9 Smart and Sustainable CampusesApril 16, Standardized monthly temperature anomalies 9 Maximum temps – Highly significant trend at national scale – Weak trend in drought regions – 2012 spring/summer was about a one in 1600-year event in a stationary climate Minimum Temps – Highly significant trend at national scale and drought regions – 2012 spring/summer was about a one in 450-year event in a stationary climate Karl et al., EOS 2012 Maximum Temps Minimum Temps U.S. Spring and Summer

10 Smart and Sustainable CampusesApril 16, Heat Wave Index for the U.S. Shows the number of 4-day intervals exceeding a threshold for a 1 in 5-yr recurrence. Updated from Kunkel et al BAMS

11 Smart and Sustainable CampusesApril 16, Heat Waves and Cold Waves Peterson, T. C. et al., Monitoring and Understanding Changes in Heat Waves, Cold Waves, Floods and Drought in the United States: State of Knowledge. BAMS. Standardized 4-day heat/cold wave index by decade.

12 Smart and Sustainable CampusesApril 16, Change in number of very hot days All regions are projected to have an increase in the number of very hot days The hottest climates are projected to add over a month (30+ days) of days over 90 Hot days have impacts on human health, air quality, energy use, and agriculture. Model studies indicate that intense heat waves that now occur once every 20 years are projected to occur about every other year in much of the country by the end of this century (Karl et al., 2009)

13 Smart and Sustainable CampusesApril 16, Change in number of very cold days All regions projected to be less cold Some regions projected to lose 20+ days per year below freezing Impacts on freezing of lakes, human health, energy use, agriculture

14 Smart and Sustainable CampusesApril 16, Intensified Water Cycle Adapted from National Climate Assessment unpublished work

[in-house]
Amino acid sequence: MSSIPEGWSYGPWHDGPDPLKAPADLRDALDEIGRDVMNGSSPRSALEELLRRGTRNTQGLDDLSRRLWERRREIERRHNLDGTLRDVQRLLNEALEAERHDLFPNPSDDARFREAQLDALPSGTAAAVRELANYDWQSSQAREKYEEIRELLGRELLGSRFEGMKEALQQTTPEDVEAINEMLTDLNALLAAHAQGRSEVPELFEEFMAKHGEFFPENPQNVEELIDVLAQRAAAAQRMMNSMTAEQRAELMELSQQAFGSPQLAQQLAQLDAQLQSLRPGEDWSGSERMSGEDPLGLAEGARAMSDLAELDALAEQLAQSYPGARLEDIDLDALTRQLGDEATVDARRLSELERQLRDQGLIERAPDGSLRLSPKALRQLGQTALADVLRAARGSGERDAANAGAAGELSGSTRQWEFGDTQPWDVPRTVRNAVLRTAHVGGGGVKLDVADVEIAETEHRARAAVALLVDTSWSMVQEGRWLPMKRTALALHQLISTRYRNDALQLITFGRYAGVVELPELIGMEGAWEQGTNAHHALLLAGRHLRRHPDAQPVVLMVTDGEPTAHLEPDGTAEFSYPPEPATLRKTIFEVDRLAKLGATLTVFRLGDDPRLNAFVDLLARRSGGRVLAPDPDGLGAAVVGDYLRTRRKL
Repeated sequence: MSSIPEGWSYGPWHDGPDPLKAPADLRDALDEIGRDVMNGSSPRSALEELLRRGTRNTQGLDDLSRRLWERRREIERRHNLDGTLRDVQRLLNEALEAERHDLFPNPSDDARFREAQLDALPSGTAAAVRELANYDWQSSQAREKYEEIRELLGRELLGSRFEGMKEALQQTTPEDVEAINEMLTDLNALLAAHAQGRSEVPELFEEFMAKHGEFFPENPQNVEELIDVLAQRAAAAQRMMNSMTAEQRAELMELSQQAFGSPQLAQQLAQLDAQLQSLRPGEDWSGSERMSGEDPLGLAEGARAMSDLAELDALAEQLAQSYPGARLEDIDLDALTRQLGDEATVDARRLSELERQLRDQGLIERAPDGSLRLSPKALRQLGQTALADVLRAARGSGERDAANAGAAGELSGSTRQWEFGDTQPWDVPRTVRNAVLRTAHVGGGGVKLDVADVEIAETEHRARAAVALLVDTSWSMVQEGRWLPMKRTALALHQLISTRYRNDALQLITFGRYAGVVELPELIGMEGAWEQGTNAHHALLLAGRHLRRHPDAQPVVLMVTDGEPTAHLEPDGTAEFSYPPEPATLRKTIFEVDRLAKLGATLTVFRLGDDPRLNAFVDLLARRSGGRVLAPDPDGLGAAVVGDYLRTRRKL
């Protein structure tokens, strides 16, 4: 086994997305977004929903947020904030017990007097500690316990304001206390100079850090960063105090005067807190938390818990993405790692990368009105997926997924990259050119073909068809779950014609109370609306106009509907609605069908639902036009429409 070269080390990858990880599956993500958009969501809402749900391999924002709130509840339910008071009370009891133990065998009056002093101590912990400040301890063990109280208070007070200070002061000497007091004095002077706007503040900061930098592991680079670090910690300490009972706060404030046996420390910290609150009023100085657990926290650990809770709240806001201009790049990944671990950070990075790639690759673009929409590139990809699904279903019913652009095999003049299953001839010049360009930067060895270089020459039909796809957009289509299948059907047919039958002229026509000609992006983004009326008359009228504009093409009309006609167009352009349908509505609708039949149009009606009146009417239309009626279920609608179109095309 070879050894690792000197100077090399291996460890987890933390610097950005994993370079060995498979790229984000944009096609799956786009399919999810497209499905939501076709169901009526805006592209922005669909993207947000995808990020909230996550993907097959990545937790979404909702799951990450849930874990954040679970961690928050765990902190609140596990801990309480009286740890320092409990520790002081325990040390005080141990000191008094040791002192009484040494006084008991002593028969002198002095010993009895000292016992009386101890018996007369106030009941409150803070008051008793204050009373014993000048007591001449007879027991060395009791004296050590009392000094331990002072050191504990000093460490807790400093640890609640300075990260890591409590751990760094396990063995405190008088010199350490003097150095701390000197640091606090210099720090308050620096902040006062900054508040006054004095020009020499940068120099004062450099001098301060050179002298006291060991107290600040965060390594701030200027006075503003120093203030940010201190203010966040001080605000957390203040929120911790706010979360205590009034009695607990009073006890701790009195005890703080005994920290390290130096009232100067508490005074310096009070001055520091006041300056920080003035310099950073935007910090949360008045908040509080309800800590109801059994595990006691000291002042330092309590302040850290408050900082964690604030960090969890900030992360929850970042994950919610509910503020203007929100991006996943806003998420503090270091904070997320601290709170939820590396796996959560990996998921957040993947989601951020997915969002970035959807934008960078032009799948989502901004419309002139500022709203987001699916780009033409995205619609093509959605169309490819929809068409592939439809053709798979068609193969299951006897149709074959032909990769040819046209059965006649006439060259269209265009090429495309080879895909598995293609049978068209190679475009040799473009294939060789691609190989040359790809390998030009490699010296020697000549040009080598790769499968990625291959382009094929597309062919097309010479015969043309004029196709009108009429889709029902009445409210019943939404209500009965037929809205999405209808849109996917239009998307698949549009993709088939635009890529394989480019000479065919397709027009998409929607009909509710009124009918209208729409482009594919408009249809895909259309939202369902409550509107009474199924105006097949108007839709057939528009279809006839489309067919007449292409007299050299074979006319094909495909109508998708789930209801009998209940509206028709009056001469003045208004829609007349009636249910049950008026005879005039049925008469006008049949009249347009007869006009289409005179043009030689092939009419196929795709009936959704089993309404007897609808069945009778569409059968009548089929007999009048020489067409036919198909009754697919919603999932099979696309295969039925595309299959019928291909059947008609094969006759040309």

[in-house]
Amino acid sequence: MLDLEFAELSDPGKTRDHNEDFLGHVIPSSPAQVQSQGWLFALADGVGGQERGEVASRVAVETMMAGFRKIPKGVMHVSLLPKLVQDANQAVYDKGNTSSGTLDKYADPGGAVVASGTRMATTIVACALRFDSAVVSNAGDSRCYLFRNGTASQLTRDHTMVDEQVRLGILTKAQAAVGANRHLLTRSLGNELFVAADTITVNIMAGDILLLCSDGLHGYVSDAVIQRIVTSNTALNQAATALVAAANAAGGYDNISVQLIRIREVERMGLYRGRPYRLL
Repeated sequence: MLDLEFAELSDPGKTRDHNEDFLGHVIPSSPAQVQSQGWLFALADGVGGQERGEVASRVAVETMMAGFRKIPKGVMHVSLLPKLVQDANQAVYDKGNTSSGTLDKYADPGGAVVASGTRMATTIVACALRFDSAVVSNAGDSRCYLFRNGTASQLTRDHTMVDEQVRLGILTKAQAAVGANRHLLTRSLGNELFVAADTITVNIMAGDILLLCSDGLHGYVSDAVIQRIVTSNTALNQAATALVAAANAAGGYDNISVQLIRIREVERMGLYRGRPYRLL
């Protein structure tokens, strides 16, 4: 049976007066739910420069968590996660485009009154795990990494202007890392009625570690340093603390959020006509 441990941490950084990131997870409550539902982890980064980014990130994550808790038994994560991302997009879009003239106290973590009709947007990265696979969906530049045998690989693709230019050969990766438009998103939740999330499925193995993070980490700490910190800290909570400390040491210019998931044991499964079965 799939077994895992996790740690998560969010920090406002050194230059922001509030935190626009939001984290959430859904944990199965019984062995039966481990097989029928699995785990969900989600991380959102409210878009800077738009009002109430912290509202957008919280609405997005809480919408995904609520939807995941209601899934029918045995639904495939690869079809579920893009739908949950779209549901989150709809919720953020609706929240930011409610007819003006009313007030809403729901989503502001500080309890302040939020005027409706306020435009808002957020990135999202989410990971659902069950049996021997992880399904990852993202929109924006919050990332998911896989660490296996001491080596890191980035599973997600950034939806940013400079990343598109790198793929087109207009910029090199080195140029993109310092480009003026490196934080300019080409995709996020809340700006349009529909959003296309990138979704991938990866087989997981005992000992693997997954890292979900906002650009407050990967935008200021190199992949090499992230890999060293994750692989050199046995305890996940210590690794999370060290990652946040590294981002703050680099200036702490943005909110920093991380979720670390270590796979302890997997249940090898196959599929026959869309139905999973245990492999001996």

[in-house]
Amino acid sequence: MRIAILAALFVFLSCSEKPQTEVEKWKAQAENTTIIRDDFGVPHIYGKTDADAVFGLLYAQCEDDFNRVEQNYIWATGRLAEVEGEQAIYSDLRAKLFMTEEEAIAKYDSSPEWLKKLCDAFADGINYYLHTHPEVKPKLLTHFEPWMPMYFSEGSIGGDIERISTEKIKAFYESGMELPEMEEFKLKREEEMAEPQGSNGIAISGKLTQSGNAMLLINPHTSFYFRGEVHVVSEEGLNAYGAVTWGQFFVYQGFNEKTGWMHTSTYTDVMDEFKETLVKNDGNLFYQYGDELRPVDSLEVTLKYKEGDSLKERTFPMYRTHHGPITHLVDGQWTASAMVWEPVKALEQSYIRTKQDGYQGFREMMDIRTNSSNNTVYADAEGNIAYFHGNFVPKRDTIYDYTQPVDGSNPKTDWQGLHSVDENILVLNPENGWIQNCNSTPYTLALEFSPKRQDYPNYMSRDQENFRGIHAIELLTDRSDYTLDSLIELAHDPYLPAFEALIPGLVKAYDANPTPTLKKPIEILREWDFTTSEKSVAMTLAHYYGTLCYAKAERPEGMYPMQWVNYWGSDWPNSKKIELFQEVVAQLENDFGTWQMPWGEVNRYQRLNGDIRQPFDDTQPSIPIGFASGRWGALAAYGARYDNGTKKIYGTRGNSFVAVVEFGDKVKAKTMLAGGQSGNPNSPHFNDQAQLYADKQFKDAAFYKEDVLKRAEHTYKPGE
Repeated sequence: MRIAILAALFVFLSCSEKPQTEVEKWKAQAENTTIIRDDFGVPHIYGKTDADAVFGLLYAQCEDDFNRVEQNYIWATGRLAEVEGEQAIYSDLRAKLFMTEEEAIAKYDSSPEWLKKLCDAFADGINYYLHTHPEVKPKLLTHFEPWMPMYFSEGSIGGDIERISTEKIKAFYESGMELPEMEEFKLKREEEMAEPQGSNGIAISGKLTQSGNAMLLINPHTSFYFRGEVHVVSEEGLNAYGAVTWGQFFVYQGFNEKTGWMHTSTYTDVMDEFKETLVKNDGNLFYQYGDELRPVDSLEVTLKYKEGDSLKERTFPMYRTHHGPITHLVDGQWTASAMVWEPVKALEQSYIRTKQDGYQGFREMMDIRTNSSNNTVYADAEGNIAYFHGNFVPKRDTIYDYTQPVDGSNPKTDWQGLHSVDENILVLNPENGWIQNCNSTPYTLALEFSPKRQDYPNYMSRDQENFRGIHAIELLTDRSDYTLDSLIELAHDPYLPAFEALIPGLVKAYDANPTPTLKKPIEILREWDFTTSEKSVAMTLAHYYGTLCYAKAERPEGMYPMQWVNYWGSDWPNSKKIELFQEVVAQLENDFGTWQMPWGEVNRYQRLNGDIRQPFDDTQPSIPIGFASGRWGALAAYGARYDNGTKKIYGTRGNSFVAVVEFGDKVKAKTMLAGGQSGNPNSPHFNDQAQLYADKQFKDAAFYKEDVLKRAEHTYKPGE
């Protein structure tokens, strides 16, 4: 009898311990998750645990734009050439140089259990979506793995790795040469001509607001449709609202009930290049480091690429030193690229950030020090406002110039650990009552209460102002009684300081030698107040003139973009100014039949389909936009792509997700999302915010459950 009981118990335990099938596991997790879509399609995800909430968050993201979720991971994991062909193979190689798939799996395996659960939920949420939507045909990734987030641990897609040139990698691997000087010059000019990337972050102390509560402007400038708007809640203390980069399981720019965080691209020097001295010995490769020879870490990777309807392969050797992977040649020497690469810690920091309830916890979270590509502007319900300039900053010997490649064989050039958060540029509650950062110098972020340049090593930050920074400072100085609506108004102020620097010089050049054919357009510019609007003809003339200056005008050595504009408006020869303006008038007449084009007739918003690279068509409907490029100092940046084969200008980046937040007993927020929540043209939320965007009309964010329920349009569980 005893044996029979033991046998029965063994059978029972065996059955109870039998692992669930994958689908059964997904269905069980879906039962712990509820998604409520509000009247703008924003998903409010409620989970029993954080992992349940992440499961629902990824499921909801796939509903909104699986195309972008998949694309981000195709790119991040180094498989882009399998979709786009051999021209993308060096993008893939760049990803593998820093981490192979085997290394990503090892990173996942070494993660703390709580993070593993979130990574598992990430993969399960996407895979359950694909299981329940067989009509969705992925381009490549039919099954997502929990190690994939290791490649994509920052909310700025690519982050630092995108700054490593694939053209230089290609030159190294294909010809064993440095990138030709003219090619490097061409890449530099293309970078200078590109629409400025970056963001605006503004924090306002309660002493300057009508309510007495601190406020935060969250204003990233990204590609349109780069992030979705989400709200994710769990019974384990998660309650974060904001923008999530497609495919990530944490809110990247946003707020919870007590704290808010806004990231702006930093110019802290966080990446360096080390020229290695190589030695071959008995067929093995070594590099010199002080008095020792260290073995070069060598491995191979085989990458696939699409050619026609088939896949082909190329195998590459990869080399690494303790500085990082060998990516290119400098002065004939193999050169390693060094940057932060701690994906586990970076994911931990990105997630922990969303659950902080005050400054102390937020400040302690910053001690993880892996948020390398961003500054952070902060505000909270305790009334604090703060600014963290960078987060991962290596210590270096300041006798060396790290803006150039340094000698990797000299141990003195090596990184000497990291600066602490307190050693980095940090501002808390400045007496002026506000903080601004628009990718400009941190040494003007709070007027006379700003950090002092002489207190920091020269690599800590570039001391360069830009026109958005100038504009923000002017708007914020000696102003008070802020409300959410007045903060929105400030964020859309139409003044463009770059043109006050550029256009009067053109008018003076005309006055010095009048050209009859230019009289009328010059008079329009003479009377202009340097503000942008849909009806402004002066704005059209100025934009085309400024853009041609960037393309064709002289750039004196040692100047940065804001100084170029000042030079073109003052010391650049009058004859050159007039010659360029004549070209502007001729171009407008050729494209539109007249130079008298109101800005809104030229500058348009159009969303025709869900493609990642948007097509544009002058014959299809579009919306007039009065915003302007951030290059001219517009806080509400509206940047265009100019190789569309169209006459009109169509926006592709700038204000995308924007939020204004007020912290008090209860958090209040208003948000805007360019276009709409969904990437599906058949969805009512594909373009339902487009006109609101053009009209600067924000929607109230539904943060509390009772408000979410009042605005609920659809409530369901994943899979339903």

15 Smart and Sustainable CampusesApril 16, Day Heavy Precipitation Events Percent of the U.S. with much above normal 1-day heavy precipitation Annual (Jan-Dec) A statistically significant increase in extremes NOAA U.S. Climate Extremes Index

16 Smart and Sustainable CampusesApril 16, Precipitable Water Difference (Percent) Difference between minus for daily, 1-in-5-year extreme events Peterson, T. C. et al., 2013.

17 Smart and Sustainable CampusesApril 16, Changes in Heavy Precipitation The total amount of precipitation falling on days that exceed the 99th percentile threshold of daily precipitation amounts during the 30-yr period of with respect to the prior 30-yr period of The differences are expressed as percent of the values.

18 Smart and Sustainable CampusesApril 16, Maximum Daily Precipitation Most places projected to have higher maximum daily precipitation Kunkel et al GRL

19 Smart and Sustainable CampusesApril 16, Extreme Precipitation: Projected Future Trends Potential Maximum Precipitation likely to increase with increases in atmospheric water vapor due to warming oceans and increased evaporation Change in Precipitation Intensity Adjusted for future water vapor trends Adjusted for recent water vapor trends Currently used in PMP Potential Maximum Precipitation NOAA/NCDC